Immediate Jeopardy at Parkland Puts VBP Incentive Pay in Peril
In other words, hospitals will be competing with each other for a bigger share. The game is on, as the performance competition began July 1 and will end March 31, 2012.
Don McLeod, a spokesman for the Centers for Medicare & Medicaid Services, told me that hospitals that do better than others will receive payments between .0236% for the lowest scoring hospitals to 1.817% for those scoring the highest.
But here's the rub: According to language in the ACA and in the VBP rules, hospitals that have received a federal declaration of immediate jeopardy don't get to play ball.
Medicare will still withhold that 1% of their federal diagnostic related group (DRG) payments. But it looks like Parkland would be locked out of any opportunity to earn any portion of that pool back.
And lest Parkland be all by itself with this distinction, Methodist Dallas Medical Center, another important healthcare institution five miles away, is in the same boat, having received its own federal sanction from CMS for causing immediate jeopardy just a few weeks after Parkland did.
CMS spokeswoman Ellen Griffith Cohen cautioned in an e-mail that the agency "has not announced the names of any hospitals that will or will not be eligible for hospital VBP incentive payments," adding that CMS is "evaluating the application of the definition of immediate jeopardy in the hospital VBP context."
Here's the precise language of the rule:
"These incentive payments will be funded for FY 2013 through a reduction to FY 2013 base operating DRG payments for each discharge of 1.0 percent, as required by section 1886(o)(7). Section 1886(o)(1)(C) provides that the Hospital VBP program applies to subsection (d) hospitals (as defined in section 1886(d)(1)(B)), but excludes from the definition of the term “hospital,” with respect to a fiscal year: (1) a hospital that is subject to the payment reduction under section 1886(b)(3)(B)(viii)(I) for such fiscal year; (2) a hospital for which, during the CMS-3239-F 16 performance period for the fiscal year, the Secretary cited deficiencies that pose immediate jeopardy to the health and safety of patients..."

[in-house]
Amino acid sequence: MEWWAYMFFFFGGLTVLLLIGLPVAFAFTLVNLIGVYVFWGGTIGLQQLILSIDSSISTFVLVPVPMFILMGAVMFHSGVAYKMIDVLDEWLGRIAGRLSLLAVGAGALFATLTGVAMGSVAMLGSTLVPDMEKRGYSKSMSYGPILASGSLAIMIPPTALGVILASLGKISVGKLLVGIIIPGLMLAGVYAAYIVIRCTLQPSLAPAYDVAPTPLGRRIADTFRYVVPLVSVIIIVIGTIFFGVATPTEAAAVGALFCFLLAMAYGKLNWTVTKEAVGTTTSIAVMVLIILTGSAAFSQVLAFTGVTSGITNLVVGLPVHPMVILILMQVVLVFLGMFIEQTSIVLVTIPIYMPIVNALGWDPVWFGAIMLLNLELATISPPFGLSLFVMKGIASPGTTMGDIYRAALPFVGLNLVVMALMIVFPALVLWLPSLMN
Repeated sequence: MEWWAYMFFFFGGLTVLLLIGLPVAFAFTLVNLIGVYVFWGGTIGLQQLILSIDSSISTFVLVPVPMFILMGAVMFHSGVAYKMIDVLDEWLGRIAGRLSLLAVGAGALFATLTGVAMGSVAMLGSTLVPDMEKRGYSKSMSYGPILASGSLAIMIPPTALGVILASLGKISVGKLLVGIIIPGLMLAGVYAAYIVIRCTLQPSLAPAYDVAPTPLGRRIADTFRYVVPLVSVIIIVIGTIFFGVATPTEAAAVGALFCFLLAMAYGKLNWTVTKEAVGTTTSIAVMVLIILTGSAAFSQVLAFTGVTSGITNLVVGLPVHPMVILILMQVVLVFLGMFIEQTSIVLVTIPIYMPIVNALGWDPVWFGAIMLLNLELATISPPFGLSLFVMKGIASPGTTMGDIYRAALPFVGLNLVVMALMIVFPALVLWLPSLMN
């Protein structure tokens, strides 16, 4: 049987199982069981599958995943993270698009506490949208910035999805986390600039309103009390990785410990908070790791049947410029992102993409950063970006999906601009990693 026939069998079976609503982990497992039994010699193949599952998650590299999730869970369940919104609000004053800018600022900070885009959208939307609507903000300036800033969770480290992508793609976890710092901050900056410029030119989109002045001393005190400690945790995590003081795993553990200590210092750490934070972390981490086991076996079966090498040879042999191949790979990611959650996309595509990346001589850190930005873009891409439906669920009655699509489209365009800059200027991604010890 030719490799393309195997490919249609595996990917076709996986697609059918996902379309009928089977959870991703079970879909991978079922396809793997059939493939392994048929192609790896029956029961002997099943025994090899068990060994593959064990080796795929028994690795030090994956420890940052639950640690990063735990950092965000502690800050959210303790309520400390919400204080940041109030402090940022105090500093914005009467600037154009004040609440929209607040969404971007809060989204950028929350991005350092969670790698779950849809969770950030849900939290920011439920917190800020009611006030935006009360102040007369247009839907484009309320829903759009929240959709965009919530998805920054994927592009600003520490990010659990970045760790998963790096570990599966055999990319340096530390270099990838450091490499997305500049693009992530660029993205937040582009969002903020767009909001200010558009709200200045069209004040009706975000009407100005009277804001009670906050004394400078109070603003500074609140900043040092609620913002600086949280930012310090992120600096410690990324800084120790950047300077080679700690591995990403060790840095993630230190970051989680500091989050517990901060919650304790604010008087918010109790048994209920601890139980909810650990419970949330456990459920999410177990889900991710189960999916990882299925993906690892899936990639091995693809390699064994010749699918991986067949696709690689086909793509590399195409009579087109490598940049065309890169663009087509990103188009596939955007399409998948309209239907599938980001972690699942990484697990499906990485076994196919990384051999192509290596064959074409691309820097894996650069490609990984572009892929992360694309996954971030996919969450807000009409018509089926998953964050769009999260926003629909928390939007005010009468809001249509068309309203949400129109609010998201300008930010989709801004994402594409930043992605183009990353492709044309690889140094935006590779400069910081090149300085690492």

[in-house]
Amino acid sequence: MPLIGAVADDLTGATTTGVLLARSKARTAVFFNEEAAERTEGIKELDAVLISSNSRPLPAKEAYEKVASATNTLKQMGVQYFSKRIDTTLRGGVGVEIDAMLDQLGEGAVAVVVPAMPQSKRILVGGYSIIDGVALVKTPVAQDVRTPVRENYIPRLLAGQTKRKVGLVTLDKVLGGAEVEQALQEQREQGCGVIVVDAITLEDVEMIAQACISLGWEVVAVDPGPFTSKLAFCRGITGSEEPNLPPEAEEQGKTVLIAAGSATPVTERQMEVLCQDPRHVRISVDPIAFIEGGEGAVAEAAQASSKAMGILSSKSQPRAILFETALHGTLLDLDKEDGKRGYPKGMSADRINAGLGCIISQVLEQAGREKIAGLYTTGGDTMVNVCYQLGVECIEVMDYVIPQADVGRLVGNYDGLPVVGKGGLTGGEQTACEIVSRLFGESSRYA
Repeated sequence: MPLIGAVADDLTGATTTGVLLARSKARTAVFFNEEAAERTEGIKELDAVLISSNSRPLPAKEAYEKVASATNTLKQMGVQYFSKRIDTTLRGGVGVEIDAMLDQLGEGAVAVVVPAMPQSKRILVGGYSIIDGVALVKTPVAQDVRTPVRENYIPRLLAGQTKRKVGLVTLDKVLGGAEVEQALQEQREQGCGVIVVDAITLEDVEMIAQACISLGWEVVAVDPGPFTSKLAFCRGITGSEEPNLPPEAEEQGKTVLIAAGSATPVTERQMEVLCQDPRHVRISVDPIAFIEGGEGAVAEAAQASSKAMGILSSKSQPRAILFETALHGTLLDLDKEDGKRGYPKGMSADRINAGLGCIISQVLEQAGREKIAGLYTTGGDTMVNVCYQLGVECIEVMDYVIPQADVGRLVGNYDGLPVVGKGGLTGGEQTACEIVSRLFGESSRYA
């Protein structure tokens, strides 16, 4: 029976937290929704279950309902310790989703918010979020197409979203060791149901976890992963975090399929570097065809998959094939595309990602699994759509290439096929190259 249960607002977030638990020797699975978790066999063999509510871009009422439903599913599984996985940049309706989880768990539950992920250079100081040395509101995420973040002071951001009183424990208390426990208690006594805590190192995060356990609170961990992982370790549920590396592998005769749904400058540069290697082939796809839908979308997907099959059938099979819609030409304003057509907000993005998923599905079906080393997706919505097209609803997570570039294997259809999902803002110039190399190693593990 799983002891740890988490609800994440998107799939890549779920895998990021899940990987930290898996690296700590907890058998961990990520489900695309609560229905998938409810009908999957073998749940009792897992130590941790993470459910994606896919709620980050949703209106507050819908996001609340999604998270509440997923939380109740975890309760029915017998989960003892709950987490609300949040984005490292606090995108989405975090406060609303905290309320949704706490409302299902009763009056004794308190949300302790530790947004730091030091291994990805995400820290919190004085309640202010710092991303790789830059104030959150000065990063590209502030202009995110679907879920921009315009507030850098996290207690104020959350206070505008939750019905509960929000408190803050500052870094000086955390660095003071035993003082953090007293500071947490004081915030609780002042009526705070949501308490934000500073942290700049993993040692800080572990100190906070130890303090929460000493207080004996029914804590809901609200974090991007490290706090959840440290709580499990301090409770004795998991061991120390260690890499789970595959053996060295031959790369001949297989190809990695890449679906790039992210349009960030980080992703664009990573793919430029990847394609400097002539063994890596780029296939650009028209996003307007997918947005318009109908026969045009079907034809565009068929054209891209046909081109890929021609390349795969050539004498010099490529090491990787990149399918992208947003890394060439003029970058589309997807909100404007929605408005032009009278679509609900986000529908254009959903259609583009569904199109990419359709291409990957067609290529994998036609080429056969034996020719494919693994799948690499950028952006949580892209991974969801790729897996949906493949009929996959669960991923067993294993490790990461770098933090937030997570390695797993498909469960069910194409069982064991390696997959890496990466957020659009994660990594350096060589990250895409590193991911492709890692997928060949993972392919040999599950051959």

- How Top-Ranked MA Plans Earn Their Stars
- How Hospitals Can Become 'Upstreamists'
- Readmissions: No Quick Fix to Costly Hospital Challenge
- 4 Ways to Lower the Cost to Collect from Self-Pay Patients
- WellPoint Dominates Nearly Half of Markets, AMA Says
- CMS Offers Some ACOs $114M for 'Upfront' Costs
- 4 Tips for Managing Employed Physicians
- House Calls Key to Pioneer ACO Success
- Ebola: Second TX Nurse Diagnosed After Improper Protective Gear Application
- Providers Ask HHS to Address EHR Interoperability Barriers